The History of Philosophical and Formal Logic introduces ideas and thinkers central to the development of philosophical and formal logic. From its Aristotelian origins to the present-day arguments, logic is broken down into four main time periods: Antiquity and the Middle Ages (Aristotle and The Stoics) The early modern period (Bolzano, Boole) High modern period (Frege, Peano & Russell and Hilbert) Early 20th century (Godel and Tarski) Each new time frame begins with an introductory overview highlighting themes and points of importance. Chapters discuss the significance and reception of influential works and look at historical arguments in the context of contemporary debates. To support independent study, comprehensive lists of primary and secondary reading are included at the end of chapters, along with exercises and discussion questions. By clearly presenting and explaining the changes to logic across the history of philosophy, The History of Philosophical and Formal Logic constructs an easy-to-follow narrative. This is an ideal starting point for students looking to understand the historical development of logic.
The two main themes of this book, logic and complexity, are both essential for understanding the main problems about the foundations of mathematics. Logical Foundations of Mathematics and Computational Complexity covers a broad spectrum of results in logic and set theory that are relevant to the foundations, as well as the results in computational complexity and the interdisciplinary area of proof complexity. The author presents his ideas on how these areas are connected, what are the most fundamental problems and how they should be approached. In particular, he argues that complexity is as important for foundations as are the more traditional concepts of computability and provability. Emphasis is on explaining the essence of concepts and the ideas of proofs, rather than presenting precise formal statements and full proofs. Each section starts with concepts and results easily explained, and gradually proceeds to more difficult ones. The notes after each section present some formal definitions, theorems and proofs. Logical Foundations of Mathematics and Computational Complexity is aimed at graduate students of all fields of mathematics who are interested in logic, complexity and foundations. It will also be of interest for both physicists and philosophers who are curious to learn the basics of logic and complexity theory.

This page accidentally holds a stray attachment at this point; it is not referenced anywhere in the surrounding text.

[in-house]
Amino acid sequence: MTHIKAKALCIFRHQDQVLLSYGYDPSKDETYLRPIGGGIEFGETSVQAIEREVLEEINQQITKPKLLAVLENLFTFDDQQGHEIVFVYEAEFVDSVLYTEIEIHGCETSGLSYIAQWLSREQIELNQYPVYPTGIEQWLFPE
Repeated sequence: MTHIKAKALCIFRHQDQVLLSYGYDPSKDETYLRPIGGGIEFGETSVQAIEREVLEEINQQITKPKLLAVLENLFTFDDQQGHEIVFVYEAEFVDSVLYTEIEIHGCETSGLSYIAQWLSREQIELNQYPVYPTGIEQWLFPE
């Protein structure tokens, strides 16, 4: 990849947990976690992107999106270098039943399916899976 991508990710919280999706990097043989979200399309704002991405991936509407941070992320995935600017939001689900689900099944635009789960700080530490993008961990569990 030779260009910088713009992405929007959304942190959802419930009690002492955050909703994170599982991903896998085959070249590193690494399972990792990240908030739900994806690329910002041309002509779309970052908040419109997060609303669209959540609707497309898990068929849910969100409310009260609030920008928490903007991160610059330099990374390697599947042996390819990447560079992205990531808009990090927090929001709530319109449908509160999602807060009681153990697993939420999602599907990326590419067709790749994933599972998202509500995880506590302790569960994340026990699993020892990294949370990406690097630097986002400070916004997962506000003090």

proceedings of the Annual European Summer Meeting of the Association for Symbolic Logic, held in Paris, France, July 23-31, 2000
Author: René Cori
Publisher: A K Peters Ltd
This compilation of papers presented at the 2000 European Summer Meeting of the Association for Symbolic Logic marks the centenial anniversery of Hilbert's famous lecture. Held in the same hall at La Sorbonne where Hilbert first presented his famous problems, this meeting carries special significance to the Mathematics and Logic communities. The presentations include tutorials and research articles from some of the world's preeminent logicians. Three long articles are based on tutorials given at the meeting, and present accessible expositions of devloping research in three active areas of logic: model theory, computability, and set theory. The eleven subsequent articles cover seperate research topics in all areas of mathematical logic, including: aspects in Computer Science, Proof Theory, Set Theory, Model Theory, Computability Theory, and aspects of Philosophy.